Chikita Banana

Chiquita Banana In its dealership, Chiquita is embroiled in a wide array of economic, social, political, environmental, andlegal issues. Since its inception as United Fruit Company, Chiquita has been engaged in a number of unethical business practices. These included payment of bribes to Latin American government officials to secure a preferential treatment, lobbying for a coup against unfriendly government, as well as backing dictatorial regimes in Central America’s “banana republics.” Other issues entailed exploiting employees while perpetuating an abusive monopoly to safeguard its market share, and remitting protection fees to terrorist organizations.
Unethical Corporate Behaviors Conducted by Chiquita
In pursuit of better business climate including, for instance, lower taxes, Chiquita engaged in payment of bribes to government officials. For instance, in 1975, it was disclosed that the company paid a Honduran official an excess of US $ 1.25 million bribe in order to reduce taxes paid on banana exports (Schotter and Teagarden 5). The company also employed underground tactics to discourage governments from developing infrastructure so as to retain a grip on transportation monopoly.
By promoting coups against perceived hostile governments, Chiquita perpetuated injustices borne out of disrespect for sovereignty of the people. In doing so, the company’s corporate interests got entangled with the foreign policy of America. For instance, in 1954, the directors of United Fruit Company lobbied the U.S. government for a coup in Guatemala on the allegation that the incumbent government was rooting for communism (Schotter and Teagarden 9). This was undertaken to conceal the company’s fear of losing 40% of its land owing to supposed agrarian reform and new labor code.
United Fruit Company was notorious for subjecting its farm workers to long working hours in dangerous conditions. Prior to its restructuring, Chiquita engaged in unsustainable wide scale cultivation of bananas by allowing agrochemical runoff water to flow into water sources, as well as massive deforestation of tropical forests to create land for expansion (Schotter and Teagarden 6).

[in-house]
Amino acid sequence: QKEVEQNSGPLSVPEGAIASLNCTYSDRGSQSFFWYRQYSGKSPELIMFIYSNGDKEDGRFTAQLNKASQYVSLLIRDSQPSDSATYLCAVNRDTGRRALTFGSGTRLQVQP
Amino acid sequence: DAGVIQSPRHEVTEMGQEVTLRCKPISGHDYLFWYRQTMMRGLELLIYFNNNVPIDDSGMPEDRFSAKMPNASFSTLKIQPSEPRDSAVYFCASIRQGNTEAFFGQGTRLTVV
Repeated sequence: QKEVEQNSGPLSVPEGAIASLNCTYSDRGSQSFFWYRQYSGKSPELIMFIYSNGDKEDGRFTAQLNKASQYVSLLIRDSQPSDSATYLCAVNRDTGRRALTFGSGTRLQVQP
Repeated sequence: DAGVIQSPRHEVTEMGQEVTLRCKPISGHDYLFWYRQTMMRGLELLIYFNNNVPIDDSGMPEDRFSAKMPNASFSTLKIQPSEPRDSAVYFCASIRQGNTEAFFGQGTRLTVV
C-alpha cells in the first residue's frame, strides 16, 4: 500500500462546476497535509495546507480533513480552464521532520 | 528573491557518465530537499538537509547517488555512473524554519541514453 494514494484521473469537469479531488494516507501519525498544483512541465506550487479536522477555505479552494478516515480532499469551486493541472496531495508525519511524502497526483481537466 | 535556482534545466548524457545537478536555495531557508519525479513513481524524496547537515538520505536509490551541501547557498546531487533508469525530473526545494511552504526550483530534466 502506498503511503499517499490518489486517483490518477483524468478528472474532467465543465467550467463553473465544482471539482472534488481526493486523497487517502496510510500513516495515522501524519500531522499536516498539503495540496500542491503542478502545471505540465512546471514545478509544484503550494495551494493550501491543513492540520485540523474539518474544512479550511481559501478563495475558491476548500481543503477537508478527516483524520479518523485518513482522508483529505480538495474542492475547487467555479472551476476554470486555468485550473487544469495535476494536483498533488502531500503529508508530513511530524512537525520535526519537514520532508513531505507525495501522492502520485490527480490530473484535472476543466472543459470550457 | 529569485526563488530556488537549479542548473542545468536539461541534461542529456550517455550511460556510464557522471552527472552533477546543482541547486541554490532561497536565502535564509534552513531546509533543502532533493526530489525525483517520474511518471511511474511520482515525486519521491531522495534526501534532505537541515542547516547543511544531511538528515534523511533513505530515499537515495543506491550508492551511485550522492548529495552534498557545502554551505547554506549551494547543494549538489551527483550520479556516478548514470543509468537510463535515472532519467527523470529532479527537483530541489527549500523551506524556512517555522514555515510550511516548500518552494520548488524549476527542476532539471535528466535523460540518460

Chiquita employed guerilla tactics in order to retain its market share such as controlling the distribution of banana lands. The uncontrollable appetite for land and market dominance made United Fruit extend its reach and influence over governments and lives of its employees. United Fruit extended its influence to prevent governments from distributing banana lands to locals wishing to have a share for the banana business. The company engaged in manipulation of land use rights so as to perpetuate market dominance, which required the company to be politically involved in the region (Schotter and Teagarden 8).
One of Chiquita’s subsidiaries in Colombia made protection payments to a terrorist organization. The subsidiary made over 100 payments to Colombian right-wing terrorist groups, such as United Self Defense Forces of Colombia, for seven years (Schotter and Teagarden 10). The money from the payments is believed to have fuelled violence within the region by financing weapon purchases. By committing to make the payments, Chiquita can be considered to perpetuate violence in the region. Despite the offences, none of the managers took responsibility for the flawed corporate responsibility and illegal payments to terrorists.
Works Cited
Schotter, Andreas &amp. Mary Teagarden. Blood Bananas: Chiquita in Colombia. New York: Thunderbird School of Global Management, 2010. Print.